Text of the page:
For many communities in the remote areas of Bauchi state their access to health care services now largely depends on the 1,200 volunteers engaged by the United Nations Children’s Fund (UNICEF) and funded by European Union (EU).
The programme, tagged: Community Oriented Resource Persons (CORPS), now provides basic health care needs in the hard-to-reach communities of the state.
The 1,200 CORPS volunteers, who came from each ward in the areas, were trained in Integrated Community Case Management (ICCM) of common childhood illnesses including malaria, diarrhoea and pneumonia. They were also provided with working kits, tools as well as necessary agents necessary for easy diagnosis and treatment of children aged two to 59 months.
The volunteers were also trained to identify and refer serious cases to the nearest Primary Health Centres. Health workers from the main PHC in each ward where the CORPs operate were also trained to supervise the volunteers.
In addition, 45 health workers, including Nurses/midwives, Community Health Extension Workers and Record Officers were engaged to visit and render other services such as ante-natal care, post-natal care, management of labour and nutritional screening.
Chief of Field Office, UNICEF Nigeria, Bauchi Field Office, Bhanu Pathak, said the scheme had treated 68,000 out of the 93,000 children who were brought in with malaria, diarrhoea and pneumonia since the start of the programme in 2017.
Similarly more than 8,000 pregnant women were attended to during the period.
Given further successes recorded under the programme the Coordinator Maternal and Neonatal Child Health Dass LGA, Saratu Muhammed, told North East Trust that the intervention had raised the number of pregnant women who attended antenatal care and delivered at health facility from about 200 monthly to about 500.
A CORPS volunteers, Yusuf Hashimu of Ren village in Dass LGA, said he was given a register, drugs including and chart booklet to aid his work.
“I treated over 400 children suffering from malaria, diarrhoea, pneumonia and throughout this period only one child resisted to the drugs I administered on him. I referred him to the PHC at Polchi.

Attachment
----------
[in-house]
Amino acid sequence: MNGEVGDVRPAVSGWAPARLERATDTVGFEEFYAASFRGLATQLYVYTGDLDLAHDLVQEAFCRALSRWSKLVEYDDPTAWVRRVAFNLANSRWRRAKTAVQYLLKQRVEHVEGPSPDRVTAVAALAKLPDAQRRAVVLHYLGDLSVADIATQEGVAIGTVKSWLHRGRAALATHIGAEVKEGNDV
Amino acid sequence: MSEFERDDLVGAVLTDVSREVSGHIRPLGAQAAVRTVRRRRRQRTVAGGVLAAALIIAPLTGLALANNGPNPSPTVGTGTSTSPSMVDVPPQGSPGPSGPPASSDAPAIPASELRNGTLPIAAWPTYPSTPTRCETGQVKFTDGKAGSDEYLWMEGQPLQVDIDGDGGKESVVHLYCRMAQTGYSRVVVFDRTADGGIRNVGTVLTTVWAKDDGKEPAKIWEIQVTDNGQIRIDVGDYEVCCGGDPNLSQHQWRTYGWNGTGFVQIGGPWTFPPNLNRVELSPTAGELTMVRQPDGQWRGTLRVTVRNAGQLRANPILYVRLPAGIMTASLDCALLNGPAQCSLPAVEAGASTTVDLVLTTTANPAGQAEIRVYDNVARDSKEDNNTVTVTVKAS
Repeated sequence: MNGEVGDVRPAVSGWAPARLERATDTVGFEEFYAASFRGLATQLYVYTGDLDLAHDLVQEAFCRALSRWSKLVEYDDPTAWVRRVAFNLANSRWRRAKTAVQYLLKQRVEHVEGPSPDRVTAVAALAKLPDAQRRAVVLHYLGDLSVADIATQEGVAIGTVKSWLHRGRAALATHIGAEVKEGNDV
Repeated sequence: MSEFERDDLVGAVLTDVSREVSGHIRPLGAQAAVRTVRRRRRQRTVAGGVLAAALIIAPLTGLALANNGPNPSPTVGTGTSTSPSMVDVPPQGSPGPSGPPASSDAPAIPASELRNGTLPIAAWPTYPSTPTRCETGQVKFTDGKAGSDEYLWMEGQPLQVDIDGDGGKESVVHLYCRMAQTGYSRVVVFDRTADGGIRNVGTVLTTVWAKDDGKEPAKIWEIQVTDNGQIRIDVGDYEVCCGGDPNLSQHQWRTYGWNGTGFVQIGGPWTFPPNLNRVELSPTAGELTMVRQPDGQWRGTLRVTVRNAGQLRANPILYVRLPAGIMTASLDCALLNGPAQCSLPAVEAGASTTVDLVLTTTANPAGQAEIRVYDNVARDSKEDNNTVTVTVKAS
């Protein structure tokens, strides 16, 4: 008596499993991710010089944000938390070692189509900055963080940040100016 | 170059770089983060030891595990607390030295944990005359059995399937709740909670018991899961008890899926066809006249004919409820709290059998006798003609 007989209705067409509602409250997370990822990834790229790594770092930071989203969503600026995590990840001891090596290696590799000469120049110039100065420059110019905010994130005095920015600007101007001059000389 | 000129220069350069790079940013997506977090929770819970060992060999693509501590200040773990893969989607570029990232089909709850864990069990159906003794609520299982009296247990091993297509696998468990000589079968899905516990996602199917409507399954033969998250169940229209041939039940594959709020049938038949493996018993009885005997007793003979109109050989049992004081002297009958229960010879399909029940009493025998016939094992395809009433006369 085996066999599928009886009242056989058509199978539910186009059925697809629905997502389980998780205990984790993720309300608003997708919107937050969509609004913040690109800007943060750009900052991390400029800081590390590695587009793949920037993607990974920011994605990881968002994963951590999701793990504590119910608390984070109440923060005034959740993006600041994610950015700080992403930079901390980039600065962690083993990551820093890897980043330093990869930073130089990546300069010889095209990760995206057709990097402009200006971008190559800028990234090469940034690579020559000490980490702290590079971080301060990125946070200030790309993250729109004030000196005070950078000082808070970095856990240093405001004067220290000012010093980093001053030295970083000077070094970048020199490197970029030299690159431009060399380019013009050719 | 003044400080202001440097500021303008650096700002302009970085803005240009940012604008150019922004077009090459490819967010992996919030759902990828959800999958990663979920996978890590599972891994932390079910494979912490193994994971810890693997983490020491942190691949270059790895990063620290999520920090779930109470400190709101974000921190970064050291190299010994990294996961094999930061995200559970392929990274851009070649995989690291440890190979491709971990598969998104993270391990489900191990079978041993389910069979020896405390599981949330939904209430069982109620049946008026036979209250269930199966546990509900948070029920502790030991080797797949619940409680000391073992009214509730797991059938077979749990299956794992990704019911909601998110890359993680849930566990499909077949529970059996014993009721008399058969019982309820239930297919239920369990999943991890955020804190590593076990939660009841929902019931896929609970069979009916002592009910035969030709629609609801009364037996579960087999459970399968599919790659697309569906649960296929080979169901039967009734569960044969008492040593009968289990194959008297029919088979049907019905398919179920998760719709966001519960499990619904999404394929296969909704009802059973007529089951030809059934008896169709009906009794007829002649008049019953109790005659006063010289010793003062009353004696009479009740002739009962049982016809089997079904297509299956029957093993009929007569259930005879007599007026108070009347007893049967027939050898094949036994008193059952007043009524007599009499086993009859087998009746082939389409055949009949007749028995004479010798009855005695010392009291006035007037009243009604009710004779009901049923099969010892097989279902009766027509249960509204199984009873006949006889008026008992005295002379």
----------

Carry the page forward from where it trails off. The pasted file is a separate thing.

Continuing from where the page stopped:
“My greatest joy is that I contributed my quota in alleviating the suffering in our community. This project, I believe, has great impact on all of us.”
Another volunteer, Mato Idi, who operates at Gundin village, said he has learnt a lot since he joined the scheme.
Idi said he has learnt that during the rainy season there is a surge in cases of malaria and cough due to the weather which caused a large turnout of people at the health centre.
“We are helping to reduce the load on the health facilities by attending to some of the children at home. Our major focus is those who are under five years.’’
A female volunteer, Saadiya Samaila of Dalan village, said: “We were trained on how to take a blood sample check it out on a Rapid Diagnose Test kit. If it’s positive we give drugs that have been provided. We also refer cases that are beyond our capacity to healthcare facilities.
“I have been attending to children in our settlement whose parents, in the past, were unwilling to take them to the hospital for treatment because of their traditional beliefs, economic hardship and bad roads to a healthcare facility. I am extremely happy to be part of the project because I feel very proud to contribute to the health of people in my community especially children and women.”
A beneficiary and mother of six in Ren village, Salma Rabo, said she was happy with the free medical services they are receiving.
“We are happy with the free medical services for our children as it has relieved our sufferings. It takes us three hours to access healthcare in Dass because sometimes we have to cross rivers and hills. The worst experience is during the rainy period when many of our children and women are affected by diseases like malaria, pneumonia and cough. We are grateful for the medical outreach team that has been sent to us to treat some of our illnesses. We pray that it continues.”
Another beneficiary in Dalan village, who took her son to one of the volunteers for malaria treatment, Zuwaira Muhammed said the outreach has changed their way of thinking.
“Before the EU-UNICEF programme many children died as a result of absence of health services in this community and because we were not taking them to hospitals. We relied on herbs and traditional healers.
“This intervention has created a lot of benefits to the people including the awareness on the importance to healthcare services.’’
Dauda Ibrahim Gurama, Community leader in Polchi, thanked EU-UNICEF for improving access to healthcare services especially for women and children.
“This intervention has made our community to embrace primary healthcare services and abandon traditional healers. We are appealing to Bauchi state government to sustain it.”
Similarly, Shu’aibu Chede, the Village Head of Dalan in Dass LGA, said that the intervention had reduced the difficulties they face in accessing healthcare services. “We are seeing progress because majority of children are being treated for free.”
“Before we used traditional healers but now the coming of the outreach to our village has change the people.